The objective of our project is to create an AI that can playtest card games and help balance it. We expect that the AI will identify dominant strategies to win the game, and this can lead us to making game design updates to the game. To do this, we are going to design our own card game because we want flexibility over the rules of the game. We want to test our AI with different game mechanics to see what problems (in the context of card game mechanics) it can solve easily and where it struggles.
We plan to use Python to build our game kernel and have some communication with Unity for visualization of game play.
For our project to work successful, we have divided it up into multiple aspects – the core game kernel, the AI, communication with Unity and game design for the card game. We need to work towards implementing each of these and ensure that they work well together.
The following is a simple representation of our system that implements the above.
Here are the requirements from this system:
- All the gameplay logic executed in a module called”gameplayKernel”
- Other modules are only able to provide userInput and get what gameState and triggered gameEvents after this input. Exactly how game logic is executed is 100% invisible to them.
- All the gamedata is separated into a structure call game state.
- Game kernel is 100% decoupled with graphics/UI and AI training
In the first week, our objective was to come up with a playable Rock-Paper-Scissor-Dragon card game and then train an AI agent to play it. RPSD is our take on the classic (and balanced) Rock-Paper-Scissor game with the exception that there is a Dragon action that defeats rock, paper and scissors but draws to another Dragon. The idea behind doing this is to prove that in the simplest of settings, the AI agent can identify the obviously broken part of the game.
Unity – Python Connection
Research on the ways to achieve this:
- To have a python interpreter in .NET environment (https://ironpython.net/) . The cons is this is not stable, and will have some trouble when using external python packages like numpy.
- Use command line to execute the python program, and redirect the standard input/output from cmd to C#/Unity environment. This is doable, but using standard input/output to communicate is inconvenience. And this need player to install the python environment
- Python programs run in another process, and Unity in another process. Use socket to transfer the information between to language. This is what we finally chose, but it still needs more work. We need to think about how to call a function and share object instances.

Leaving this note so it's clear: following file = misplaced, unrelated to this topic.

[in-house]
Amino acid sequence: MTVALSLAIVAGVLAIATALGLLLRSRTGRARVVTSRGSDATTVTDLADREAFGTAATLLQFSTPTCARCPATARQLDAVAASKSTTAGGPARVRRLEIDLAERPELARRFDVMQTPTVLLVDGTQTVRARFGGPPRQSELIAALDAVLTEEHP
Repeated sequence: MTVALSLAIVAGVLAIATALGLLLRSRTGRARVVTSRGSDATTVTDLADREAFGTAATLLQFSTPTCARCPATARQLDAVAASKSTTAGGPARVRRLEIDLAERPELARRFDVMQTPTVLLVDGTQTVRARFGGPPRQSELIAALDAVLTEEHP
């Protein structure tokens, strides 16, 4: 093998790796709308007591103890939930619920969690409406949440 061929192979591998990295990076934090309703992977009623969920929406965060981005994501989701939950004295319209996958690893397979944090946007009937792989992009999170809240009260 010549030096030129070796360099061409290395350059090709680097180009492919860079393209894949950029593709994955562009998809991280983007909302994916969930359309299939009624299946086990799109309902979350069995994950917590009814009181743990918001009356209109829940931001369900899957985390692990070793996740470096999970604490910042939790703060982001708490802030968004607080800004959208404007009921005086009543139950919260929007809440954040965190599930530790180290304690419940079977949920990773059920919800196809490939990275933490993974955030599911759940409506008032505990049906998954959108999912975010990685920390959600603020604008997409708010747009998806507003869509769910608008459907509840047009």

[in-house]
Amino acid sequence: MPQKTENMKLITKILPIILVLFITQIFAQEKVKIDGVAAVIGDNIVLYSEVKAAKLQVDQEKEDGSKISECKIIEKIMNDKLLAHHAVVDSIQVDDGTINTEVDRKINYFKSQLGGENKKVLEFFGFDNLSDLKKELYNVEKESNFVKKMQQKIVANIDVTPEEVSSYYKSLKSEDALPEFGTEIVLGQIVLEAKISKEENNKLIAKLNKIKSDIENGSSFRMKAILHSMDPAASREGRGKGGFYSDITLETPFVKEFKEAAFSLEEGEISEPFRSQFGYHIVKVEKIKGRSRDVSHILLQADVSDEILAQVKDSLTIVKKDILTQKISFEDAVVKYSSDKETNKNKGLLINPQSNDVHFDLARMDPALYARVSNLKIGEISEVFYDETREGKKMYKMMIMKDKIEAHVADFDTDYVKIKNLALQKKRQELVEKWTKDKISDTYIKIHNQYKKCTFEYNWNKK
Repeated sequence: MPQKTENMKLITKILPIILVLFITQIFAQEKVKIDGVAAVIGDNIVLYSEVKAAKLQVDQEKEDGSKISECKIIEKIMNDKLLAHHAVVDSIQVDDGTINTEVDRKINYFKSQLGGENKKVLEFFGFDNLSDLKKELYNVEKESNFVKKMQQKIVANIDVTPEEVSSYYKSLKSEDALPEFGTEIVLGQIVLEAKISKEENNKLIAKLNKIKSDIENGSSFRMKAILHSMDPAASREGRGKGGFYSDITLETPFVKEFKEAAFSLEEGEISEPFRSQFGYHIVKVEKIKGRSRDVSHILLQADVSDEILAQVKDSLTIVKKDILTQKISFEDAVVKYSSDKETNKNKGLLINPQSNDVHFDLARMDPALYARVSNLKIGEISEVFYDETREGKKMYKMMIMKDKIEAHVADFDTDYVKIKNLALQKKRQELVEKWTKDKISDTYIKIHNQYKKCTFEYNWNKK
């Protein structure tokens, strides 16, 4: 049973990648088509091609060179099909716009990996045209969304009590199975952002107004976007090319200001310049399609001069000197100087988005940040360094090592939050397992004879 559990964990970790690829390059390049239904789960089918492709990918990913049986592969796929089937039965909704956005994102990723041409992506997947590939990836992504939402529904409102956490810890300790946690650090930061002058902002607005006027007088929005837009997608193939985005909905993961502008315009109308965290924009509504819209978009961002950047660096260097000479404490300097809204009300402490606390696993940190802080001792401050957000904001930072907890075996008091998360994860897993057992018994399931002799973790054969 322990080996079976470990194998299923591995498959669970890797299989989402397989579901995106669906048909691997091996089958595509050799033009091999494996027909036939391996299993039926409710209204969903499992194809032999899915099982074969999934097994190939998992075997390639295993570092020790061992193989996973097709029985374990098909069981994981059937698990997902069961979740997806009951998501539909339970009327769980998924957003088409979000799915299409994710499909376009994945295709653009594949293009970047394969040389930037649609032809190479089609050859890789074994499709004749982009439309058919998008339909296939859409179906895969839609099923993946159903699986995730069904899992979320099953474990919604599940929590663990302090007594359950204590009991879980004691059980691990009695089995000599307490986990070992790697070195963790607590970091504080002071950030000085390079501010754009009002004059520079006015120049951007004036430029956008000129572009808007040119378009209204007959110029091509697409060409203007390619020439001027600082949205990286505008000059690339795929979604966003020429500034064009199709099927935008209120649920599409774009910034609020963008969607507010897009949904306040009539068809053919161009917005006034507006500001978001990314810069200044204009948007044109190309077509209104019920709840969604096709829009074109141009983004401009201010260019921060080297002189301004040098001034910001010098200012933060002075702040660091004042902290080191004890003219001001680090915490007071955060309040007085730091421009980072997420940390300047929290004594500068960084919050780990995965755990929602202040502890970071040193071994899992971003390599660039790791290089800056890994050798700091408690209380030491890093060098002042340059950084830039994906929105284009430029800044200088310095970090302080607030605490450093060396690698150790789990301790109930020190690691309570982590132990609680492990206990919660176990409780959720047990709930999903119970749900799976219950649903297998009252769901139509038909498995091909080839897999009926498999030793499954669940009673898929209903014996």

Since the AI problem is so simple, we implemented followed a simple tabular reinforcement learning approach. To elaborate, we maintain a table of the expected reward from taking each of the four actions (rock, paper, scissor or dragon). We update these expected reward values based on the rewards from each game. The agent uses an epsilon-greedy approach with a constant epsilon value of 0.1.
Since the dragon will naturally has the highest chance of winning any game, over a period of time the expected reward for a dragon is the highest. Here are some charts of the training results.
Each plot shows the number of times the AI agent picked each action. We see that after 100,000 steps, the AI agent predominantly picks the dragon action. The minority of actions that are not dragon can be attributed to the epsilon probability value.
Although, this worked, we are well aware that this problem is trivial compared to building an AI to play a complex card game. Since the action and state space can be very large, a tabular reinforcement learning approach can no longer work. In this situation, we need to use a neural network to estimate expected reward. The input layer can be a vector of integer values that represent the current state space. The output layer is more tricky because it involves a fairly complex action selection.
Last but not the least, we arrive at the game design component of our project. We plan to have a game that starts with a simple rules and few mechanics but eventually evolves into something more complex. This can help with us progressively increase the reinforcement learning model complexity.
The first version of the game only involves two systems:
- Hero system
- Card system
The hero system consists of two set of actions to choose from. Player has to decide the positioning of each hero in each round, because normally a hero can only attack the enemy that is in front of it. Additionally, each hero will have two extra skills that require a particular resource to unlock, which is the second set of actions that needs decision making.
The card system also requires players to make decisions between short long term rewards. The player may choose to deal maximum damage each turn, or choose to gain resources to level up and fight back. Ideally, we want a variety of different strategies to be viable
The game, of course, requires large amounts of balancing. For example, the HP and attack damage of each hero, the amount of resources that are required to level up a skill, and the drawing probabilities of each card are all crucial to this game being balanced. This is where we hope the AI can help us out.
In conclusion, we believe we have had a strong start to the project. Our objectives that we need to achieve are clear. We want to explore relatively unexplored territory that is technically very challenging. All we know for certain is that we are excited!